Filed under Resource Characterization

Wave power absorption: Experiments in open sea and simulation


M. Eriksson, R. Waters, O.Svensson, J. Isberg, and M. Leijon- Journal of Applied Physics, 2007

Abstract

A full scale prototype of a wave power plant based on a direct drive linear generator driven by a point absorber has been installed at the west coast of Sweden. In this paper, experimentally collected data of energy absorption for different electrical loads are used to verify a model of the wave power plant including the interactions of wave, buoy, generator, and external load circuit. The wave-buoy interaction is modeled with linear potential wavetheory. The generator is modeled as a nonlinear mechanical damping function that is dependent on piston velocity and electric load. The results show good agreement between experiments and simulations. Potential wavetheory is well suited for the modeling of a point absorber in normal operation and for the design of future converters. Moreover, the simulations are fast, which opens up for simulations of wave farms.

Link

Leave a comment

Filed under Experiments, Field Measurements, Modeling

Sea Trials of a Wave Energy Converter in Strangford Lough, Northern Ireland


Vladimir Krivtsov, Ian Bryden, Brian Linfoot, and Robin Wallace – Journal of Shipping and Ocean Engineering, 2013

Abstract

This paper describes a campaign of WEC (wave energy converter) testing and presents a selection of the results related to the measured motions and mooring tensions. A 1:20 physical model has been successfully deployed using a three point mooring installed at sea (Strangford Lough, NI) in 10 m depth. Continue reading

Leave a comment

Filed under Experiments, Modeling, Testing Infrastructure

Multistable chain for ocean wave vibration energy harvesting


R. L. Harne, M. E. Schoemaker, and K. W. Wang – Proc. SPIE Active and Passive Smart Structures and Integrated Systems, March 2014

Abstract

The heaving of ocean waves is a largely untapped, renewable kinetic energy resource. Conversion of this energy into electrical power could integrate with solar technologies to provide for round-the-clock, portable, and mobile energy supplies usable in a wide variety of marine environments. However, the direct drive conversion methodology of grid integrated wave energy converters does not efficiently scale down to smaller, portable architectures. This research develops an alternative power conversion approach to harness the extraordinarily large heaving displacements and long oscillation periods as an excitation source for an extendible vibration energy harvesting chain. Building upon related research findings and engineering insights, the proposed system joins together a series of dynamic cells through bistable interfaces. Continue reading

Leave a comment

Filed under Experiments, Modeling, System Development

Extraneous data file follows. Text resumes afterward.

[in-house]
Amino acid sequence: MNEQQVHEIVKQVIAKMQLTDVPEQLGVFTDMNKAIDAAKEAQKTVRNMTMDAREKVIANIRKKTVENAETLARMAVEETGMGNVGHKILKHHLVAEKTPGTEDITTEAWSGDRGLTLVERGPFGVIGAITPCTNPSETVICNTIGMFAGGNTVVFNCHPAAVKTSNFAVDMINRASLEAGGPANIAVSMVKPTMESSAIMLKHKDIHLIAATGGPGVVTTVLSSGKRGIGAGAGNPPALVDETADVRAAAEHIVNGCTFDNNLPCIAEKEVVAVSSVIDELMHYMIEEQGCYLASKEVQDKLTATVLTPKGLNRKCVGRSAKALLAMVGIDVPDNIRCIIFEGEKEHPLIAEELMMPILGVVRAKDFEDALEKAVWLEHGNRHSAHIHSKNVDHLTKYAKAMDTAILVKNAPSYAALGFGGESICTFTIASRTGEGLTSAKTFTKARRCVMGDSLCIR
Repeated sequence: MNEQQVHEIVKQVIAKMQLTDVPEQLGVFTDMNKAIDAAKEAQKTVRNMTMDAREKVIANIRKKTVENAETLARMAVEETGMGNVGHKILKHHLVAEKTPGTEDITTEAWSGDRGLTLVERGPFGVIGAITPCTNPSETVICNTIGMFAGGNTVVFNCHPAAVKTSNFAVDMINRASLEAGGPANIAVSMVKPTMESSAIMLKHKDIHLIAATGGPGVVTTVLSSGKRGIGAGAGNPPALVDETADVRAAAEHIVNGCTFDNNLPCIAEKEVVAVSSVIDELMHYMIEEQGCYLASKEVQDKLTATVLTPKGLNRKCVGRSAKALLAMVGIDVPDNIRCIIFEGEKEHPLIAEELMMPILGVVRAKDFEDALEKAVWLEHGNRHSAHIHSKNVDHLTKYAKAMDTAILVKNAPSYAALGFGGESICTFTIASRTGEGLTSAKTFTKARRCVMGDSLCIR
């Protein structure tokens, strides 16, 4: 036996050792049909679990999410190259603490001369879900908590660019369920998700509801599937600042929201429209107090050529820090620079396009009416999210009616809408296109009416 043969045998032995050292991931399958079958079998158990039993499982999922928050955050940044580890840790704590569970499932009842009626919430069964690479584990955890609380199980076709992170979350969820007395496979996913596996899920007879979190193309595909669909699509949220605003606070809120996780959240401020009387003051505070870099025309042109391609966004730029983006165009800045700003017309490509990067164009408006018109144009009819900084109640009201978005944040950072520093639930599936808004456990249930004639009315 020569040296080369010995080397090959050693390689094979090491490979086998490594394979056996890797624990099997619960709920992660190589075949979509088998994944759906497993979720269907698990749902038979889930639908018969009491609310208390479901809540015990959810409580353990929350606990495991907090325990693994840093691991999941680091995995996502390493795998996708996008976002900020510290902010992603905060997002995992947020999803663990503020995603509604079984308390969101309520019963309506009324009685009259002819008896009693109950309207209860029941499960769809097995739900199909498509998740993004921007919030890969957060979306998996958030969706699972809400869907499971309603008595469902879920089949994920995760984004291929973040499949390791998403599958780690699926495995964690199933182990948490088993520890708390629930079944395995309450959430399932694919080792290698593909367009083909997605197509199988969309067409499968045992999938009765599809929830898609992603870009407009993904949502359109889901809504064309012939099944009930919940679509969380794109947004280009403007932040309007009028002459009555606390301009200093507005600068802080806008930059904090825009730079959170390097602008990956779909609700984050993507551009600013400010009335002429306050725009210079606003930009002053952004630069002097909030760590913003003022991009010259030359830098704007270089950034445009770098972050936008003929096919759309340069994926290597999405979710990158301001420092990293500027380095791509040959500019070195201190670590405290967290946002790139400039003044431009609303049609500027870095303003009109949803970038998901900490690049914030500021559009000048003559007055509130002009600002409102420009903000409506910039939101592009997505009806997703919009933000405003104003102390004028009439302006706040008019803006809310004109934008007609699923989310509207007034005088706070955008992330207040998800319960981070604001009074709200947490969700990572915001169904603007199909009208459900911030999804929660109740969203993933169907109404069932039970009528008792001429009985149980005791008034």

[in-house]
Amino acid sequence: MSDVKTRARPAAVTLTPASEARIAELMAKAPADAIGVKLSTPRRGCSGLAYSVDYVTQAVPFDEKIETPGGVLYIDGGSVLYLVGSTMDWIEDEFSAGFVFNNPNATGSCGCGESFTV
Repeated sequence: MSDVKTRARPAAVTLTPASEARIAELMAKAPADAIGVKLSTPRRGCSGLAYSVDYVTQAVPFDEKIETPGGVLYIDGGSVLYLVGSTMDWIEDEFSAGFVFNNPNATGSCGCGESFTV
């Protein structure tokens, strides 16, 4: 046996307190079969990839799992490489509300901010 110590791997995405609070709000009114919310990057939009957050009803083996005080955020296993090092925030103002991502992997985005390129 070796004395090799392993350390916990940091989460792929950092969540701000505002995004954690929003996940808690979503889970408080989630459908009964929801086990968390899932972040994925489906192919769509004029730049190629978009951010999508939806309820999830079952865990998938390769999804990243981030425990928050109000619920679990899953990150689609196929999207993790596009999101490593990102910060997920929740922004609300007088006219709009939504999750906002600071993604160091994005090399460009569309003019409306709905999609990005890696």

In-tank tests of a dielectric elastomer generator for wave energy harvesting


R. Vertechy, M. Fontana, G. P. Rosati Papini, and D. Forehand – Proc. SPIE Electroactive Polymer Actuators and Devices (EAPAD), March 2014

Abstract

Wave energy harvesting is one of the most promising applications for Dielectric Elastomer Generators. A simple and interesting concept of a Wave Energy Converter based on Dielectric Elastomers is the Polymeric Oscillating Water Column (Poly-OWC). In this paper, preliminary experimental results on the assessment of a small-scale Poly-OWC prototype are presented. The scale of the considered prototype is 1:50. Tests are conducted in a wave-flume by considering sea state conditions with different wave amplitudes and frequencies. The obtained experimental results confirm the viability of the Poly-OWC device.

Link

Leave a comment

Filed under Component Development, Materials and coatings

The role of tidal asymmetry in characterizing the tidal energy resource of Orkney


Simon P. Neill, M. Reza Hashemi, and Matt J. Lewis – Renewable Energy, August 2014

Abstract

When selecting sites for marine renewable energy projects, there are a wide range of economical and practical constraints to be considered, from the magnitude of the resource through to proximity of grid connections. One factor that is not routinely considered in tidal energy site selection, yet which has an important role in quantifying the resource, is tidal asymmetry, i.e. variations between the flood and ebb phases of the tidal cycle. Here, we present theory and develop a high-resolution three-dimensional ROMS tidal model of Orkney to examine net power output for a range of sites along an energetic channel with varying degrees of tidal asymmetry. Since power output is related to velocity cubed, even small asymmetries in velocity lead to substantial asymmetries in power output. We also use the 3D model to assess how tidal asymmetry changes with height above the bed, i.e. representing different device hub heights, how asymmetry affects turbulence properties, and how asymmetry is influenced by wind-driven currents. Finally, although there is minimal potential for tidal phasing over our study site, we demonstrate that regions of opposing flood- versus ebb-dominant asymmetry occurring over short spatial scales can be aggregated to provide balanced power generation over the tidal cycle.

Link

Leave a comment

Filed under Modeling, Resource Characterization